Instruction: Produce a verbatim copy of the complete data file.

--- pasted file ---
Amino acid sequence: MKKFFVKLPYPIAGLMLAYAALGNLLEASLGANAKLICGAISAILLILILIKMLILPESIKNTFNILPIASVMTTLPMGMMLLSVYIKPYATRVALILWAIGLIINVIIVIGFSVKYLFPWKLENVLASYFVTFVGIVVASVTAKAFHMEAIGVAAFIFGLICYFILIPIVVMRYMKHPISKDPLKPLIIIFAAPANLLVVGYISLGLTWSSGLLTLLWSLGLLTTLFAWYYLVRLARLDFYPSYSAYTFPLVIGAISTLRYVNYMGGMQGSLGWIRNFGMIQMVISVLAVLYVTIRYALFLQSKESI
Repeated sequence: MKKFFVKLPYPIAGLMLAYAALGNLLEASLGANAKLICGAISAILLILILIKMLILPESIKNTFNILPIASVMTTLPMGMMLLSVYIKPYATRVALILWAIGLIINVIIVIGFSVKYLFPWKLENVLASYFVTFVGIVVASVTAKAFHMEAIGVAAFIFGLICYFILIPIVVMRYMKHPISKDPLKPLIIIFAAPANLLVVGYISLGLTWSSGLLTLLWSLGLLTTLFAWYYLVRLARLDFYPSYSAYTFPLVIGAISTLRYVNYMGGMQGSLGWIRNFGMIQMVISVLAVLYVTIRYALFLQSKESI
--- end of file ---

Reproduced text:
Amino acid sequence: MKKFFVKLPYPIAGLMLAYAALGNLLEASLGANAKLICGAISAILLILILIKMLILPESIKNTFNILPIASVMTTLPMGMMLLSVYIKPYATRVALILWAIGLIINVIIVIGFSVKYLFPWKLENVLASYFVTFVGIVVASVTAKAFHMEAIGVAAFIFGLICYFILIPIVVMRYMKHPISKDPLKPLIIIFAAPANLLVVGYISLGLTWSSGLLTLLWSLGLLTTLFAWYYLVRLARLDFYPSYSAYTFPLVIGAISTLRYVNYMGGMQGSLGWIRNFGMIQMVISVLAVLYVTIRYALFLQSKESI
Repeated sequence: MKKFFVKLPYPIAGLMLAYAALGNLLEASLGANAKLICGAISAILLILILIKMLILPESIKNTFNILPIASVMTTLPMGMMLLSVYIKPYATRVALILWAIGLIINVIIVIGFSVKYLFPWKLENVLASYFVTFVGIVVASVTAKAFHMEAIGVAAFIFGLICYFILIPIVVMRYMKHPISKDPLKPLIIIFAAPANLLVVGYISLGLTWSSGLLTLLWSLGLLTTLFAWYYLVRLARLDFYPSYSAYTFPLVIGAISTLRYVNYMGGMQGSLGWIRNFGMIQMVISVLAVLYVTIRYALFLQSKESI